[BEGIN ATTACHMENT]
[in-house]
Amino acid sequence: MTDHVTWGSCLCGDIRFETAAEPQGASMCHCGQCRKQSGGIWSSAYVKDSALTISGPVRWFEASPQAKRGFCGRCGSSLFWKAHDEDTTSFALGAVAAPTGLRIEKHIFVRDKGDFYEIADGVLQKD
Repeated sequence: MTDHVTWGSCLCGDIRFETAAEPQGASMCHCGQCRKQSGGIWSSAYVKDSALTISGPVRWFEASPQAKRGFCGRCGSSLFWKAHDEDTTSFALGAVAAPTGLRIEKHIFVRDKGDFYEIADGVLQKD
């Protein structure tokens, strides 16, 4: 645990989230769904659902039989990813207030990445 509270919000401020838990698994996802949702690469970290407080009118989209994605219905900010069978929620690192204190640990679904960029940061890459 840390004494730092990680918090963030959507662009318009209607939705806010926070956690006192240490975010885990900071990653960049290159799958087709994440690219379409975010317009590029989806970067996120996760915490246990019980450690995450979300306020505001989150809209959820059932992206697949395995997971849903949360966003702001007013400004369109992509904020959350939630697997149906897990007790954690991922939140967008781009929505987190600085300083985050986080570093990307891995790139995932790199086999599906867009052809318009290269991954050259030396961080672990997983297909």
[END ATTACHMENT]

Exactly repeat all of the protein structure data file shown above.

[in-house]
Amino acid sequence: MTDHVTWGSCLCGDIRFETAAEPQGASMCHCGQCRKQSGGIWSSAYVKDSALTISGPVRWFEASPQAKRGFCGRCGSSLFWKAHDEDTTSFALGAVAAPTGLRIEKHIFVRDKGDFYEIADGVLQKD
Repeated sequence: MTDHVTWGSCLCGDIRFETAAEPQGASMCHCGQCRKQSGGIWSSAYVKDSALTISGPVRWFEASPQAKRGFCGRCGSSLFWKAHDEDTTSFALGAVAAPTGLRIEKHIFVRDKGDFYEIADGVLQKD
């Protein structure tokens, strides 16, 4: 645990989230769904659902039989990813207030990445 509270919000401020838990698994996802949702690469970290407080009118989209994605219905900010069978929620690192204190640990679904960029940061890459 840390004494730092990680918090963030959507662009318009209607939705806010926070956690006192240490975010885990900071990653960049290159799958087709994440690219379409975010317009590029989806970067996120996760915490246990019980450690995450979300306020505001989150809209959820059932992206697949395995997971849903949360966003702001007013400004369109992509904020959350939630697997149906897990007790954690991922939140967008781009929505987190600085300083985050986080570093990307891995790139995932790199086999599906867009052809318009290269991954050259030396961080672990997983297909």